Let us reflect on what is known as the Five Hindrances in the Teachings. These hindrances are common experiences that arise in meditation: desire (attachment), aversion (anger, fear), sleepiness (sloth and torpor), restlessness (agitation) and doubt. Meditation mirrors our actual lives—as they arise in meditation, they also arise in daily life. Their arising is not a problem. It is only a problem when we are overwhelmed, consumed, or define ourselves by them, when we tangle with them rather than working skillfully.
The Buddha is quoted as saying: “Mind is naturally radiant, pure, shining. It’s because of visiting forces that we suffer.” Seeing these hindrances as visiting forces (whether in meditation or in life) rather than as “my state” is revolutionary. These qualities of greed/grasping, anger/fear, need not define us. They arise out of conditions, and disappear when those conditions are no longer. They are not inherent, but adventitious. When these forces appear we can skillfully greet them with mindfulness: “This is impermanent, a visitor.”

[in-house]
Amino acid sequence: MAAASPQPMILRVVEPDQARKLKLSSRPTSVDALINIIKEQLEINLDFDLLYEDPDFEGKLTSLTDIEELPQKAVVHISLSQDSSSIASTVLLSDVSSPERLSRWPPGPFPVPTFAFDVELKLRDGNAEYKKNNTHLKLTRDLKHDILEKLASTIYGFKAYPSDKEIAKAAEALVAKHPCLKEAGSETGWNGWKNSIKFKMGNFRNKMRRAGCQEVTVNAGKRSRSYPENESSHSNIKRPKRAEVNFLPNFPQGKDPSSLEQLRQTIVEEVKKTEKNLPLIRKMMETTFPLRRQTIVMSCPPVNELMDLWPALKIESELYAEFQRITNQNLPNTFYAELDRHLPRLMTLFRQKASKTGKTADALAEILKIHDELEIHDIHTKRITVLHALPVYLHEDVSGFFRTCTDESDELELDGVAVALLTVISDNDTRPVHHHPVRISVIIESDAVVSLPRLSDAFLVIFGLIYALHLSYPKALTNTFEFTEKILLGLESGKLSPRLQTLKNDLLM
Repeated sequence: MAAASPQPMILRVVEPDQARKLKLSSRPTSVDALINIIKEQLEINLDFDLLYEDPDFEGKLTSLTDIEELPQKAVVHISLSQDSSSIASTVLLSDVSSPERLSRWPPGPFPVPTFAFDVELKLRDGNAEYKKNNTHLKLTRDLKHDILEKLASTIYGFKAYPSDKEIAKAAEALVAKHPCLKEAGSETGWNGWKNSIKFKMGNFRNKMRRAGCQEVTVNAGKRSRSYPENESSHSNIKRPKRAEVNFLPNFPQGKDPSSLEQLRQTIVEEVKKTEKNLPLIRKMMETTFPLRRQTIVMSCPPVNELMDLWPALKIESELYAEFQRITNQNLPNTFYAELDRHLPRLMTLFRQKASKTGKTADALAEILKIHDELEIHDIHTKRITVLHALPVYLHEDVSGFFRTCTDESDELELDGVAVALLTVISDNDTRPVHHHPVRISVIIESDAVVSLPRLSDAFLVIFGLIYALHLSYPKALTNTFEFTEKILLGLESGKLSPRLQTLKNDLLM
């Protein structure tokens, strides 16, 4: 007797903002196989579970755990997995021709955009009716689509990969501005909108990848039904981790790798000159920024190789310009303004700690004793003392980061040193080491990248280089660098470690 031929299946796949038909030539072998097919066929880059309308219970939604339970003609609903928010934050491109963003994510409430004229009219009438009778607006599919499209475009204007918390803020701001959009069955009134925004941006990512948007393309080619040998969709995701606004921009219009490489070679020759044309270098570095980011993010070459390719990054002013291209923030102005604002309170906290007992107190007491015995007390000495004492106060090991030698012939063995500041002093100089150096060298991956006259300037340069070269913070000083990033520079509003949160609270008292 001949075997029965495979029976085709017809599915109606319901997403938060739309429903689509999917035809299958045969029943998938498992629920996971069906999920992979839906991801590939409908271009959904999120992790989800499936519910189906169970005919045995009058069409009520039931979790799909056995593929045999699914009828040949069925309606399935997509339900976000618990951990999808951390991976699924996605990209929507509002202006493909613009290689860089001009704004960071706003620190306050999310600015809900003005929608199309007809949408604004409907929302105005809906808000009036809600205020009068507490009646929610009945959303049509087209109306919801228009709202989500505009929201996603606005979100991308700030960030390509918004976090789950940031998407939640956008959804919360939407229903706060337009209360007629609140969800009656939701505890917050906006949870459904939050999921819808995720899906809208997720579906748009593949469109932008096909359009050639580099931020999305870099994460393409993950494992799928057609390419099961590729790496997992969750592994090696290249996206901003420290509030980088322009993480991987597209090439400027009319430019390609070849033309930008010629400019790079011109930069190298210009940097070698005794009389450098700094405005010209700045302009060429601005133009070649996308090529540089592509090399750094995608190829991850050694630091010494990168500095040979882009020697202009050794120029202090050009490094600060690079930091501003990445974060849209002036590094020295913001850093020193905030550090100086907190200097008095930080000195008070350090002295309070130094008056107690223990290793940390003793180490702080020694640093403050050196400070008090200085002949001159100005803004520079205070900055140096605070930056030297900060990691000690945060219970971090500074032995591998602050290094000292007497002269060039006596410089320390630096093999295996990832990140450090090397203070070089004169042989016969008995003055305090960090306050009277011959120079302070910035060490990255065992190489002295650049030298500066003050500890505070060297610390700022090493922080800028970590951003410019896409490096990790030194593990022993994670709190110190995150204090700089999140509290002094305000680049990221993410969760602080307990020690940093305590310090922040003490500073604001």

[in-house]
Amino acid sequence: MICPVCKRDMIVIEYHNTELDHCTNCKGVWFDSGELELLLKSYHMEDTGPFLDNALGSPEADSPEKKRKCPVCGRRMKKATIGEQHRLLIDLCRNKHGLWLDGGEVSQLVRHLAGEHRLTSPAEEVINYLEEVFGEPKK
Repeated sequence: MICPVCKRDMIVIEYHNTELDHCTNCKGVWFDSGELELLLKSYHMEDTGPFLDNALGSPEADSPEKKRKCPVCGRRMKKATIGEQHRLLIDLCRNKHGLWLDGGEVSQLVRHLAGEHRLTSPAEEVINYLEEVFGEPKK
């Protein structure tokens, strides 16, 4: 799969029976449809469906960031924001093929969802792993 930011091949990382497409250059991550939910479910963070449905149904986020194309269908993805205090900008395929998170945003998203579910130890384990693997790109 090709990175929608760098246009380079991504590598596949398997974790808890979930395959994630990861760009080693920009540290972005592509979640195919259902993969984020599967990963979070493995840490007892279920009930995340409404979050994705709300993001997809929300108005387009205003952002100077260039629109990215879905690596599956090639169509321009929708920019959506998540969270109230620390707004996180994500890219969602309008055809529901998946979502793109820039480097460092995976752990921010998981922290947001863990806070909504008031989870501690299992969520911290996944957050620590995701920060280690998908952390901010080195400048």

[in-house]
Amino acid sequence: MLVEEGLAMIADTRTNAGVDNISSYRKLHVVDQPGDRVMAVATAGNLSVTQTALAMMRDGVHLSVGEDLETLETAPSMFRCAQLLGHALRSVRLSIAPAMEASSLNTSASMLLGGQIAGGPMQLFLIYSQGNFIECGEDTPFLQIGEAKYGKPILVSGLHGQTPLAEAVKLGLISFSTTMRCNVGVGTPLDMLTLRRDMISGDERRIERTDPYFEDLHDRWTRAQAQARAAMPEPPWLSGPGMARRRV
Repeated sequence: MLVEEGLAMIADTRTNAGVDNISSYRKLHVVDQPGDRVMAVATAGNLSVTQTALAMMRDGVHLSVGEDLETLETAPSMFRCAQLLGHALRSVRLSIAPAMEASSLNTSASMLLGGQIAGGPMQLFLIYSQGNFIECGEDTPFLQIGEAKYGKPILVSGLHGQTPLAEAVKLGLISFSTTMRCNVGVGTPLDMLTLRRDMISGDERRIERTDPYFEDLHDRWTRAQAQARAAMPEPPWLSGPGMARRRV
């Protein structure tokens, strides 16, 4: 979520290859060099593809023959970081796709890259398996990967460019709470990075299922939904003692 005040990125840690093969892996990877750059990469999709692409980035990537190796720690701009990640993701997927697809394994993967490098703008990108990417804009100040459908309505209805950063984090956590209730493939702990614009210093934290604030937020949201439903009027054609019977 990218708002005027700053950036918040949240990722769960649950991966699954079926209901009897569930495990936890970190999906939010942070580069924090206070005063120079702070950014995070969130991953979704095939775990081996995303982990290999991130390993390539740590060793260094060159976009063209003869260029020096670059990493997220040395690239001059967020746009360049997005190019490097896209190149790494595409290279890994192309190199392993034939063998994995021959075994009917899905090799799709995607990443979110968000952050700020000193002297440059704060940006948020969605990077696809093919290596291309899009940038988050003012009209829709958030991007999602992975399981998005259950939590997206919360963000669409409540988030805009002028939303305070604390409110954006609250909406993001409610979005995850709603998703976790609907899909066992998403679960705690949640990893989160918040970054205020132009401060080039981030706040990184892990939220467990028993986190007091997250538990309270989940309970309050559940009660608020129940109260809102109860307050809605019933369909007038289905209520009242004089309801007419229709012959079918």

Our greed, fear, sleepiness, agitation, doubt, are not bad or wrong, nor do they define us. When we are caught in them, we suffer. So can we not condemn and berate ourselves but greet these arisings with mindfulness and compassion? Our meditative work is to shift the relationship to all that arises, to greet all visitors with as much awareness and compassion as possible.
In the coming weeks, we will discuss each hindrance. This week, notice when any hindrance arrives, what conditions promoted its appearance and their arc of arising, abiding and disappearance, without condemnation and struggle.